Modern Machine Shop

JUN 2018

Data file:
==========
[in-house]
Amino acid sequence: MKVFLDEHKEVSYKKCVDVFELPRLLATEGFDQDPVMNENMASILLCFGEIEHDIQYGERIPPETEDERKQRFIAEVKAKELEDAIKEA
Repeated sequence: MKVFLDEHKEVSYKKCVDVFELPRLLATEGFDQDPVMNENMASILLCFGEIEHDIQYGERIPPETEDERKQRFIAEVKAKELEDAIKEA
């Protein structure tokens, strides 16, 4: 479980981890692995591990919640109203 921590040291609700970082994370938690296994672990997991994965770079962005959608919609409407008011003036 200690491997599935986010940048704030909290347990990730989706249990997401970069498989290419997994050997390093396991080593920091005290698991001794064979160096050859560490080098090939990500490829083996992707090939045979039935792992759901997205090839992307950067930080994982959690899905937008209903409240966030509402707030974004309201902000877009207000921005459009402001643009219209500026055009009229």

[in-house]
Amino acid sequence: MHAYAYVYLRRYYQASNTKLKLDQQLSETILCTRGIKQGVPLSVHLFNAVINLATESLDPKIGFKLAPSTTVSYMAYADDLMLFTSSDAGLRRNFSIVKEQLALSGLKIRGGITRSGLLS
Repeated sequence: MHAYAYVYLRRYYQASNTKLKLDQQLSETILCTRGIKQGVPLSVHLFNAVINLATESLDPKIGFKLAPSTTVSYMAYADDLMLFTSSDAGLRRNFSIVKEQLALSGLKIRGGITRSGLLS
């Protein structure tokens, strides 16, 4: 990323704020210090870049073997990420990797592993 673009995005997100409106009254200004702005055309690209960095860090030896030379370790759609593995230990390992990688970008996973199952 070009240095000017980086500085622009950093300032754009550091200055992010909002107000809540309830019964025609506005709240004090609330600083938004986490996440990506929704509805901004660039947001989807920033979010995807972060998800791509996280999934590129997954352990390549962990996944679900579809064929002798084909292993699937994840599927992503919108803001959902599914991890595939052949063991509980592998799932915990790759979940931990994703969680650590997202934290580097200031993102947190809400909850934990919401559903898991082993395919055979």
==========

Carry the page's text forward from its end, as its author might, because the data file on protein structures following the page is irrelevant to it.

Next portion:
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Programming for Complex Tools Modern Machine Shop 63 Over time, machine tool motion has become more intricate. In particular, precise control of five- axis machining centers allows for elaborate tool paths. Also over time, CAM software has become more sophisticated, increasing the ease and effec- tiveness with which complex machines can be programmed. But cutting tool forms have remained simple. Standard milling tools come in basic forms that would have been recognizable even well before the age of programmable machining. We take this for granted. However, do cutting tools require simple shapes? As it turns out, they do not. Complex machines can mill complex forms using complex tools—and this last item is the piece that has now arrived and is begin- ning to find its place. Cutting tool maker Emuge offers a line of circle-segment milling tools— so-called "barrel cutters" and others— that offer profiles engineered to effec- tively finish-mill various contoured workpiece surfaces, notably in die/ mold machining. A challenge that makes these tools distinctive is the demand they make of the tool paths. Using these tools effectively requires tool paths that keep the tool's cutting profile engaged with the surface of the part at a precise angle proper for that tool design. To meet this need, Emuge partnered with CAM software providers to develop programming algorithms able to realize the full promise of this tooling. One such partner is CNC Software Inc., developer of Mastercam. Application Engineer Jesse Trinque is one of the company's team members who has been involved in developing Mastercam capabilities tailored to circle-seg- ment tools, and he has worked directly with shops applying this tooling. He recently offered his perspective on the importance he sees for this relatively new type of milling tool, and the corresponding importance of the cutting tool and the CAM software increasingly working as a unified system. "In the past, CAM actually hasn't modeled cutting tools as tools," he says. It didn't need to. Cutting tool shapes were so simple—a cylinder for an end mill, or a cylinder with a hemispher- ical tip for a ballnose end mill—that just these simple geometric solids were sufficient to accu- rately represent the tools in CAM. Circle-segment tools change this, he says, because they require a non-simple cutting tool form to be precisely realized and precisely manipulated with respect to a workpiece form that is also not simple. This is the task to which CAM developers have been rising in equipping their software to make use of these tools. The payoff is nothing less than vastly reduced finish-milling times for workpieces featuring geometric contours. A circle-segment tool accom- plishes the same thing as a ballnose tool to the extent of using a contoured edge to mill along a contoured surface. However, a ballnose tool features a cutting-edge radius that is only as large as the radius of the tool. By contrast, a circle-seg- ment tool such as a barrel or oval cutter manages to deliver a large-radius milling profile using a tool that remains slender. Other profile types in Emuge's line include lens and taper. (See draw- ings above and photos on the next page.) The advantage of the ballnose tool is that this classic tool type is agnostic on engagement angle. At whatever angle the tool is used, the tip still presents the same circular profile. The ballnose's disadvantage, Mr. Trinque says, is cycle time. The tool requires a small stepover increment to machine a smooth surface, leading to long cycle times when the surface is large. Circle-segment tools can bring large stepovers and short cycle times to the same surfaces, but these tools have Here are drawings of the profiles of four circle-segment tool types. Seen here from left to right are barrel, lens, taper and oval forms.

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